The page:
Geologic wonder and part-time smoke bomb, Eyjafjallajokull, was still burping out ash clouds today, though experts say the eruption is showing signs of slowing down. Our thoughts are with all the stranded travelers and the tongue-tied TV journalists forced to go on trying to pronounce the volcano's name.
On the plus side, the Eyjafjallajokull eruption has become a bright and shiny news hook for all sorts of interesting volcano science stories.
First fun fact:One volcanic eruption can trigger a blast in a nearby volcano
You may have heard that eruptions of Eyjafjallajokull have, in the past, been followed by eruptions at nearby, easier-to-pronounce Mt. Katla. There's not enough data to know whether that connection is more than coincidence, but there is a scientific basis behind the speculation.
Volcanoes explode because the pressure of the magma building up in the chamber forces it out, which then relieves the stress in the chamber; but what relieves stress in the one chamber could increase stress in a neighboring chamber.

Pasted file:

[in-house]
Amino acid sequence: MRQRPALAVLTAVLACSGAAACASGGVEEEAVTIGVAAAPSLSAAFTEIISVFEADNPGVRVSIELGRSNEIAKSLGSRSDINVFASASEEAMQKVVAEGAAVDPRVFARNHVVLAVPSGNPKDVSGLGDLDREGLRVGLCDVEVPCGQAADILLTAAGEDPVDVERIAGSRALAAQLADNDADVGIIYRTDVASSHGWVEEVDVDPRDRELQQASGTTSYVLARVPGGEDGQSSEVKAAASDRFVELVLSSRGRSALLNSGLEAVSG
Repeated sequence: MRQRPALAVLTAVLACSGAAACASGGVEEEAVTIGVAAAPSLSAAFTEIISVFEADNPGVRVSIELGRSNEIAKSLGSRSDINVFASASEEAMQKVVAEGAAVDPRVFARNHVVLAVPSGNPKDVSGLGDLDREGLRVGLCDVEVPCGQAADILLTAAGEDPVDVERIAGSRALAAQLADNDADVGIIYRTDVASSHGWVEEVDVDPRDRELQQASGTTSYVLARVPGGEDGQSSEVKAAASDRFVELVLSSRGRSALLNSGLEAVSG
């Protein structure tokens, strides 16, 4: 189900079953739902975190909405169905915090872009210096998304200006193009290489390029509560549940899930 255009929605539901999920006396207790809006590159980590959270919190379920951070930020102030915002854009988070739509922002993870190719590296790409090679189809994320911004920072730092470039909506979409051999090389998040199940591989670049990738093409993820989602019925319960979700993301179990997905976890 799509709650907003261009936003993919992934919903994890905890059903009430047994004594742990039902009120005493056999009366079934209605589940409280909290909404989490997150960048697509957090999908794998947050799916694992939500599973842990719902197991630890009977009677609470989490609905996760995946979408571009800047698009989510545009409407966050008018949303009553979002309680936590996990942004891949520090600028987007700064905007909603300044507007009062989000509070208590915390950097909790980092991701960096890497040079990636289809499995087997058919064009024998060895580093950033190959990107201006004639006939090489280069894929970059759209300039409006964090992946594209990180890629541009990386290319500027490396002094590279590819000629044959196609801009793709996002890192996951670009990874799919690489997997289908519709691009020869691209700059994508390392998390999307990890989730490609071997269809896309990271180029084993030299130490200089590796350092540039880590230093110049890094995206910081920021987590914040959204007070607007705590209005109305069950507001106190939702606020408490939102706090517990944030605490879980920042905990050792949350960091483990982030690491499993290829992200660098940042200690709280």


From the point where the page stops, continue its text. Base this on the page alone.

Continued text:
Next up: Some recent research suggests that climate change could trigger more frequent eruptions in Iceland
How's that supposed to work? Like linking individual volcanoes, it's all about pressure. As glaciers and ice caps melt—which they are—there's less pressure on the crust of the Earth below. Relieving that weight makes it easier for subsurface rock to become magma. Increased levels of magma mean the volcanoes that pop up out of the ice cap are likely to erupt more frequently—say, a 30-year gap between eruptions, rather than a 58-year gap. That effect could carry over to other volcano-prone places that are suffering from a lot of ice melt. Alaska, for instance.
Maggie Koerth-Baker is the science editor at BoingBoing.net. She writes a monthly column for The New York Times Magazine and is the author of Before the Lights Go Out, a book about electricity, infrastructure, and the future of energy. You can find Maggie on Twitter and Facebook.